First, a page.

Monitoring of air quality has begun in the city of Kathmandu. At present, there are six monitoring stations, with information being made available to the public in regard to the level of air pollutants.

Support mechanisms for national implementation (legislation, funding, capacity-building, coordination, mainstreaming, etc.)

A wide array of biodiversity conservation policies, plans and legislative instruments have been formulated and promulgated, providing opportunities to maintain habitats, and/or reduce the population decline of important species. Nepal has signed more than 20 international agreements and obligations, translating many of them into national policies and acts. For instance, the National Agro-biodiversity Policy (2007) addresses the conservation, promotion and utilisation of agro-genetic resources and the rights of the community and state over them. The National Parks and Wildlife Conservation Act (1973) and regulations, such as the National Parks and Wildlife Conservation Regulation (1974), Chitwan National Park Regulation (1974), Himali National Park Regulation (1980), Conservation Area Management Regulation (1996), and Buffer Zones Management Regulation (1996), provide opportunities to conserve biodiversity in the protected areas system. Similarly, the Forest Act (1993) and Forest Regulation (1995) are playing a crucial role in conserving biodiversity beyond the protected areas system at the ecosystem, species and genetic levels.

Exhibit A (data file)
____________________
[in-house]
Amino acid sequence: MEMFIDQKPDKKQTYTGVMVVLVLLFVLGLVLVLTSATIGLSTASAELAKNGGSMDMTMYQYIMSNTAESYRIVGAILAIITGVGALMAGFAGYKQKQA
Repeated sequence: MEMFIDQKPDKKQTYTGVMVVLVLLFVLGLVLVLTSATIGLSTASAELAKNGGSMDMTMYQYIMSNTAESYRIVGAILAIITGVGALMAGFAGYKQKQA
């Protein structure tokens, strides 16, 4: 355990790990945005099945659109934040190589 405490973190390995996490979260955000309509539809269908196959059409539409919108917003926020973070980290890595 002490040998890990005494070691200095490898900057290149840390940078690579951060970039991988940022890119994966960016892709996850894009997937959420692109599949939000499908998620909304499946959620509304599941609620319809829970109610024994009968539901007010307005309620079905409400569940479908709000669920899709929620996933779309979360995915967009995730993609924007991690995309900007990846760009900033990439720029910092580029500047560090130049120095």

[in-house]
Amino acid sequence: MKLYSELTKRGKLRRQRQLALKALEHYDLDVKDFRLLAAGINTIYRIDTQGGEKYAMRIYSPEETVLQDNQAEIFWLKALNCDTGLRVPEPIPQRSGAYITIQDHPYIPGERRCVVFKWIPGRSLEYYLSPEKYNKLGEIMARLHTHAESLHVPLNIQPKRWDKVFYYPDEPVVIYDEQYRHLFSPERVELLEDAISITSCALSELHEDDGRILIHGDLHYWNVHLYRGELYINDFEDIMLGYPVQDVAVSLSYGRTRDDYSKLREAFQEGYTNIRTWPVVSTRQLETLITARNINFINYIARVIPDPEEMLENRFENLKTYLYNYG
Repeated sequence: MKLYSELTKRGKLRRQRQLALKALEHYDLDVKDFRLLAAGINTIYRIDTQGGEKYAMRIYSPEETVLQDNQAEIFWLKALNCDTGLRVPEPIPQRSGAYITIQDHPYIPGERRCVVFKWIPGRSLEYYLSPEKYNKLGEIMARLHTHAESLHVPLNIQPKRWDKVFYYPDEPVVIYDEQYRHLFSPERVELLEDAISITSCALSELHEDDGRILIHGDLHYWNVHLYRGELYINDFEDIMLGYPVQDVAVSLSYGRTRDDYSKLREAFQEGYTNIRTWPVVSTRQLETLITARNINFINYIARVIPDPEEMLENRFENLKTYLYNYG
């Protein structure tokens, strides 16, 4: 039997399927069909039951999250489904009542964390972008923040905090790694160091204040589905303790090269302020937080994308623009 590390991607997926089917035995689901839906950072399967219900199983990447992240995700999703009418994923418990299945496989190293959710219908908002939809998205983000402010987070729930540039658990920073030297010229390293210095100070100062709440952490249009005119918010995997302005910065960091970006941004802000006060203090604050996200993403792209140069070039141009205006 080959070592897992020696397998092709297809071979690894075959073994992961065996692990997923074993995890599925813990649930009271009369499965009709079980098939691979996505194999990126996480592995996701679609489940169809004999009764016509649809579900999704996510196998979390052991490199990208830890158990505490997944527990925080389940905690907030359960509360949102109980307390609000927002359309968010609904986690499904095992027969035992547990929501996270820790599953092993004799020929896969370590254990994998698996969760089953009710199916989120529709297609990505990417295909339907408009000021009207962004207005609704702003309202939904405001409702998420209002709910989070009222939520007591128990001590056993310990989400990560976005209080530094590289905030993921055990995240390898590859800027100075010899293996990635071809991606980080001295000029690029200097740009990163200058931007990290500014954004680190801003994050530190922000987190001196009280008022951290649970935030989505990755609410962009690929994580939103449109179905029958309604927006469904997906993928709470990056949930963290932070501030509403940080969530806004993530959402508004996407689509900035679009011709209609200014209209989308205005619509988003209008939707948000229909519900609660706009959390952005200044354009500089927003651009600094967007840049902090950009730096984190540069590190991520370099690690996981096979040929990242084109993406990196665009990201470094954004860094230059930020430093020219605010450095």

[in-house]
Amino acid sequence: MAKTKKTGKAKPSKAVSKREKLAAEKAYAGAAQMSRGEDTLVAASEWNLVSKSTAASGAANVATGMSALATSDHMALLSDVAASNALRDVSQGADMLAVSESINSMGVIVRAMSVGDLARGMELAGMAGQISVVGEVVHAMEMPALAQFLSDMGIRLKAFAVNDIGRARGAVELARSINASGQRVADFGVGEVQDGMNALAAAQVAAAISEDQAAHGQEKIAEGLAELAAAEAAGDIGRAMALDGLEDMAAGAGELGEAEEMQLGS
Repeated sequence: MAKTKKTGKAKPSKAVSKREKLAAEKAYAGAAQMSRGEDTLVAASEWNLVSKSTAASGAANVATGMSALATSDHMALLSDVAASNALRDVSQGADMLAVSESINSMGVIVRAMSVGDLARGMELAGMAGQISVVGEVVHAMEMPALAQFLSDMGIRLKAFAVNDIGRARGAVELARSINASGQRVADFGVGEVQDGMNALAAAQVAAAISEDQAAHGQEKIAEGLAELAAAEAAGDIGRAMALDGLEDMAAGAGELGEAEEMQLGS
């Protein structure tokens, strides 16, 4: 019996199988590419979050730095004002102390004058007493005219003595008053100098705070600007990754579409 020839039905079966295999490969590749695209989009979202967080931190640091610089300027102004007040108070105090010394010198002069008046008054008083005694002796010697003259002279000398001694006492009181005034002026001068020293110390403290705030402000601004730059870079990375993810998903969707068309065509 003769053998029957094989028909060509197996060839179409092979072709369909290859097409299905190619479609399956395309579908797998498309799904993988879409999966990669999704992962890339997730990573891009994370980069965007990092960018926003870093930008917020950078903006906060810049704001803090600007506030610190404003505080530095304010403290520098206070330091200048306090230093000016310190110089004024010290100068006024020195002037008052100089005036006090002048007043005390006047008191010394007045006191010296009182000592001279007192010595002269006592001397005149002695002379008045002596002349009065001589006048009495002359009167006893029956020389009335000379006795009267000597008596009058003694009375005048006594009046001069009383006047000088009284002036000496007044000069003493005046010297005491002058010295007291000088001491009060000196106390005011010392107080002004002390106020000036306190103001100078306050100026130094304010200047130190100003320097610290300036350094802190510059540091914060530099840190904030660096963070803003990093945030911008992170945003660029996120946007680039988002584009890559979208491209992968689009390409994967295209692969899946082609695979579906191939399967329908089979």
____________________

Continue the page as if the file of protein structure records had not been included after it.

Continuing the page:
The Environment Protection Act (1996) has provision to mobilise environmental inspectors for the inspection and monitoring of pollutants and control of pollution. In addition, the Tenth Plan (2002-2007) and Interim Plan (2008-2010) have policy to implement the “Polluter Pays Principle” and introduce a pollution fee. The Government of Nepal has implemented the generic standards for the tolerance limit for industrial (waste water) effluents discharged to inland surface water and public sewers and industry-specific standards (regarding leather, wool processing, fermentation, vegetables ghee and oil, paper and pulp, dairy sugar, cotton textile, soap industries). Effective implementation of these standards will assist in reducing the effects of pollution on biodiversity. The Environment Protection Act (1996) and its Regulation (1997) also oblige the proponent to undertake environment assessment before the implementation of any prescribed project in the buffer zones and conservation areas.